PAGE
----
We at Covell Care have many options available for you, including gyms, personal trainers, exercise plans and much more! Contact us so we can further assist you in living further into the centenarian age! (970) 204-4331.
References: Venturelli, M., Schena, F., & Richardson, R. S. (2012). The role of exercise capacity in the health and longevity of centenarians. Maturitas, 73(2), 115-120.
Guest blogger Galen Friesen, Covell Intern and Colorado State University graduate.
Anxiety disorders are the most common mental illness in the United States, affecting 18% of the population every year. The process of treatment for mental conditions can be frustrating and extremely stressful; but a viable treatment option exists innately within every single person.
Exercise is always an option regardless of ability level, experience, or life circumstance. Exercise looks slightly different for every person, and can be tailored to meet individual needs extremely well. Public health recommendations for exercise (150 minutes hours to 300 minutes a week of moderate-intensity exercise ) have been shown to be scientifically effective at treating depression . Analysis of 80 studies also shows that benefits of exercise can even be obtained regardless of duration, as long as a consistent frequency is maintained . This means that something as simple as a daily walk can help combat depression, as long as it is a consistent practice. So if long concentrated exercise sessions are not a good fit for you, consistent physical activity is still an option, if frequency is emphasized.
The main takeaway of the relationship between exercise and mental health is that exercise is an effective and proven way to mitigate symptoms of mental illness and there are seemingly endless different ways to go about exercising, so there is guaranteed to be a form of exercise that suits each individual differently.
 HHS Office, & Council on Sports. (2019, February 01). Physical Activity Guidelines for
Americans. Retrieved from https://www.hhs.gov/fitness/be-active/physical-activity-guidelines-for-americans/index.html
 Exercise treatment for depression: Efficacy and dose response. (2004, December 27). Retrieved from https://www.sciencedirect.com/science/article/pii/S0749379704002417
 Craft, L. L., & Perna, F. M. (2004). The Benefits of Exercise for the Clinically Depressed. The Primary Care Companion to The Journal of Clinical Psychiatry,06(03), 104-111. doi:10.4088/pcc.v06n0301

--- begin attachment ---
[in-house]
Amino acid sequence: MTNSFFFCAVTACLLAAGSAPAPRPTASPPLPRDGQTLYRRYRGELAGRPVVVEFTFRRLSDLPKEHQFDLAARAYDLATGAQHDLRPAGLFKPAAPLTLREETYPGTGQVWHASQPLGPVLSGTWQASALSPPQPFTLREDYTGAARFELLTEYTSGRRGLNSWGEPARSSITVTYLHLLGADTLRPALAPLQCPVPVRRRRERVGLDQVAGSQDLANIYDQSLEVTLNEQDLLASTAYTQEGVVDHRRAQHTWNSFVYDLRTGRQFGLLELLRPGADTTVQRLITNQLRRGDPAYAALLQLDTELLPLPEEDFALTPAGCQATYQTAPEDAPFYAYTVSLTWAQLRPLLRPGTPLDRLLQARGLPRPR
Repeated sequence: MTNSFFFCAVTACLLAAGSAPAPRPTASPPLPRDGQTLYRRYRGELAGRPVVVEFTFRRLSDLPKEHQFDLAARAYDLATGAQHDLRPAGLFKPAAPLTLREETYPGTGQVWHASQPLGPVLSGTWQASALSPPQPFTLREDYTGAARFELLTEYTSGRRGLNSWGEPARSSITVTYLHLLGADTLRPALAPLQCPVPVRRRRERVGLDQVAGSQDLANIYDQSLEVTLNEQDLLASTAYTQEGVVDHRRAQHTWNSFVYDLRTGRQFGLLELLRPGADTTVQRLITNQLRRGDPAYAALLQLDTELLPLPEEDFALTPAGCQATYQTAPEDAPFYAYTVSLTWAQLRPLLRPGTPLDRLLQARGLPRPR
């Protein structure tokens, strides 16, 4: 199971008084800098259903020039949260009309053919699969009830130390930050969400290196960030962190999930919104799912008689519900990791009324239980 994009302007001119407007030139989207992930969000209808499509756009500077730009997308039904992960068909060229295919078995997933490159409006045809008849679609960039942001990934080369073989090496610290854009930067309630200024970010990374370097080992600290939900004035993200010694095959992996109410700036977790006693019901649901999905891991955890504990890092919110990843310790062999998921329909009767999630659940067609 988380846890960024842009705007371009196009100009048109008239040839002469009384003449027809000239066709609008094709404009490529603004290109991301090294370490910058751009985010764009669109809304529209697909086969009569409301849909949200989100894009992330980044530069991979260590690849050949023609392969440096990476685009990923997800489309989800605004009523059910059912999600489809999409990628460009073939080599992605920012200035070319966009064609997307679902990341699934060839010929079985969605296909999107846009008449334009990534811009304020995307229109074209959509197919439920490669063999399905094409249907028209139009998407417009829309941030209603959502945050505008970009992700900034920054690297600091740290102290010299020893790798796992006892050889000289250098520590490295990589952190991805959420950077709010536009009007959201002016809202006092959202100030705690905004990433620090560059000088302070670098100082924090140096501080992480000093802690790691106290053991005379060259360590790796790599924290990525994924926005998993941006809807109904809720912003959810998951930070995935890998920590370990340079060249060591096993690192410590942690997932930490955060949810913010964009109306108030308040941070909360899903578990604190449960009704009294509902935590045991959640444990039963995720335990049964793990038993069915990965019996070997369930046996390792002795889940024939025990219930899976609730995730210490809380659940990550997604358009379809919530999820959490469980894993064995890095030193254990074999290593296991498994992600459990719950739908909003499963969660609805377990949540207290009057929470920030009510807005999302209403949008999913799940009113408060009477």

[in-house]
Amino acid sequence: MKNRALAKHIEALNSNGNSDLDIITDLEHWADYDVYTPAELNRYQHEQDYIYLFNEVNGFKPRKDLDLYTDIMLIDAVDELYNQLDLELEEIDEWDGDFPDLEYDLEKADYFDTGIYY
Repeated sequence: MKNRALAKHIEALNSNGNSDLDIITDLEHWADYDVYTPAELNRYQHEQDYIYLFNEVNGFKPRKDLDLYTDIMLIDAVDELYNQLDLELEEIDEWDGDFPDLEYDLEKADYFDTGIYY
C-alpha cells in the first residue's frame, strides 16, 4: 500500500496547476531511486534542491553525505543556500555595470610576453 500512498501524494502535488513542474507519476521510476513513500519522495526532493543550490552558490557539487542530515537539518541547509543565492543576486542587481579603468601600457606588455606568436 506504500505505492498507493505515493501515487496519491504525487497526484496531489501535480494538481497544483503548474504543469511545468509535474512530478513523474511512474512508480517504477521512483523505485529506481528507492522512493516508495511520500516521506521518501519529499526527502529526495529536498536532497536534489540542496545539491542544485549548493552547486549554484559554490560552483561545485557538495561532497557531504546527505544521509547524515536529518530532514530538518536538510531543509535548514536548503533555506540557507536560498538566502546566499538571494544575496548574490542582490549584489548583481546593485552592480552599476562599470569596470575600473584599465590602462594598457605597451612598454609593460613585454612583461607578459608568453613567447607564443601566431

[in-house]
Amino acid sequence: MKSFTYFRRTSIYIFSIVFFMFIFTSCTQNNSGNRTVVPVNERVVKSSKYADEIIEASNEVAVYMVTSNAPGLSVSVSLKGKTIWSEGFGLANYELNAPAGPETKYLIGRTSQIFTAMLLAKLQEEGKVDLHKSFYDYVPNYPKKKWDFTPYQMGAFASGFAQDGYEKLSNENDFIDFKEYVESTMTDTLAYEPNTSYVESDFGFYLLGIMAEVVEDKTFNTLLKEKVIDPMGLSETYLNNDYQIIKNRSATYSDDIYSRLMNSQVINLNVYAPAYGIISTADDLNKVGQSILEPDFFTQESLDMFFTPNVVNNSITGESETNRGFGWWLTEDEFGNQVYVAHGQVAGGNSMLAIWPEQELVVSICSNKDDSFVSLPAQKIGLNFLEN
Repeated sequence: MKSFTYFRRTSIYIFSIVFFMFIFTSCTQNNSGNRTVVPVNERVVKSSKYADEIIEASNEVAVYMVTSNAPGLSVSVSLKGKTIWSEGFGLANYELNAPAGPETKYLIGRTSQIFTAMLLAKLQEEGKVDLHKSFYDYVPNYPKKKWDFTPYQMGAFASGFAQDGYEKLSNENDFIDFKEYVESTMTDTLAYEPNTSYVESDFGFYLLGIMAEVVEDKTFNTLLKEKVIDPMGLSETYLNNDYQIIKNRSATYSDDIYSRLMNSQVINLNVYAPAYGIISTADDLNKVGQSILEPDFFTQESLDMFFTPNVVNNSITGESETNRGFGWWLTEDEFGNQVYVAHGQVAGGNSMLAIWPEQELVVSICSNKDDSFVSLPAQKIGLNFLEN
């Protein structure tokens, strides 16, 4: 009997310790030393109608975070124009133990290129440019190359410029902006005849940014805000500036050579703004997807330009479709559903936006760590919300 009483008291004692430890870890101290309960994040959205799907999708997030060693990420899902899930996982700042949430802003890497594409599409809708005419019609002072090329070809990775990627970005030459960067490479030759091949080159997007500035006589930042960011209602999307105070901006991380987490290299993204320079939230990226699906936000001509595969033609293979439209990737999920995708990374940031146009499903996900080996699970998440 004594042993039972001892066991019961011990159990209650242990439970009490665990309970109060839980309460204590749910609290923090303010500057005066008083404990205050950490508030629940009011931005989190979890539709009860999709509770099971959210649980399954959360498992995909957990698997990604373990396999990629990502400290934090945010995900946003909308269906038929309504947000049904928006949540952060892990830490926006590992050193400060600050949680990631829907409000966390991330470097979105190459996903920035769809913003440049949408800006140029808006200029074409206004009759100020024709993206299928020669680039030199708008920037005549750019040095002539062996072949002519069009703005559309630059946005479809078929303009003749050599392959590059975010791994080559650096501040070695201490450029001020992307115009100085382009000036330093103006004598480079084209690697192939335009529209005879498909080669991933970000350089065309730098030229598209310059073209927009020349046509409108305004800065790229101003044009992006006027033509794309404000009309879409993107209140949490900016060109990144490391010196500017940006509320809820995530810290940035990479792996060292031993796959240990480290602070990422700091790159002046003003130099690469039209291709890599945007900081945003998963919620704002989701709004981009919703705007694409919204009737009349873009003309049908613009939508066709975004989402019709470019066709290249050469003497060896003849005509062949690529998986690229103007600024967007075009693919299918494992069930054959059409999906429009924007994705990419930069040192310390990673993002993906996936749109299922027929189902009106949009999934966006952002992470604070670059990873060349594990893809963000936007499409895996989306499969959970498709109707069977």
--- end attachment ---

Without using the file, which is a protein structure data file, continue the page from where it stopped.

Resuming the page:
Guest blogger, Colorado State University Graduate and Covell Care Intern, Hailey Jungerman.
Being a mobile practitioner there are a number of health factors to keep in mind. You are constantly on the go, but not being active in the sense of physical activity requirements. There is also a high chance that you are eating in between appointments while in the car. On top of that you may also be stressing about making it to your next appointment on time if one runs over, or there is traffic. All of these, and I am sure you know, and many more are stressors. All these can also pose serious health problems. Chronic stress can cause issues such as high blood pressure, racing heart, weakened immune system, depression, headaches and so many more (Pietrangelo and Watson). They also state that “Chronic stress is also a factor in behaviors such a overeating or not eating enough, alcohol or drug abuse, and social withdrawal.”
Symptoms of chronic stress include (Pietrangelo and Watson):
If you are experiencing any of these, it is important to know how to relieve stress. Stress management techniques vary. Some can be more effective than others. It will depend on you and what you are comfortable with. Many of them have health benefits beyond just relieving stress.
Some evidence based stress management techniques include (Darviri and Varvogli):
- Progressive Muscle Relaxation: leads to a decrease in stress and anxiety as well as decreased blood pressure, heart rate, and decreased headaches.
- Mindfulness-based Stress Reduction: positive impact on mood, stress and anxiety reduction.
- Guided Imagery: can help in stress reduction, pain management, preventing relapse of smoking, and treatment of depression.
These are just a few strategies that could help to reduce your stress. It is important to find something that you enjoy and that works for you. Listening to books on tape, podcasts, or light music while you are driving are great ways to relieve stress in between appointments. Finding time to workout, take your dog for a walk, or making time for hobbies are other great ways to find a work-life balance and reduce stress. Ask Covell Care about our employee stress management!
Works Cited :
Darviri, Christina and Liza Varvogli. “Stress Management Techniques: evidence-based procedures that reduce stress and promote health.” Health Science Journal (2011): 74-89.
Pietrangelo, Ann and Stephanie Watson “The Effects of Stress on Your Body.” 5 June Health Line. 30 April 2019.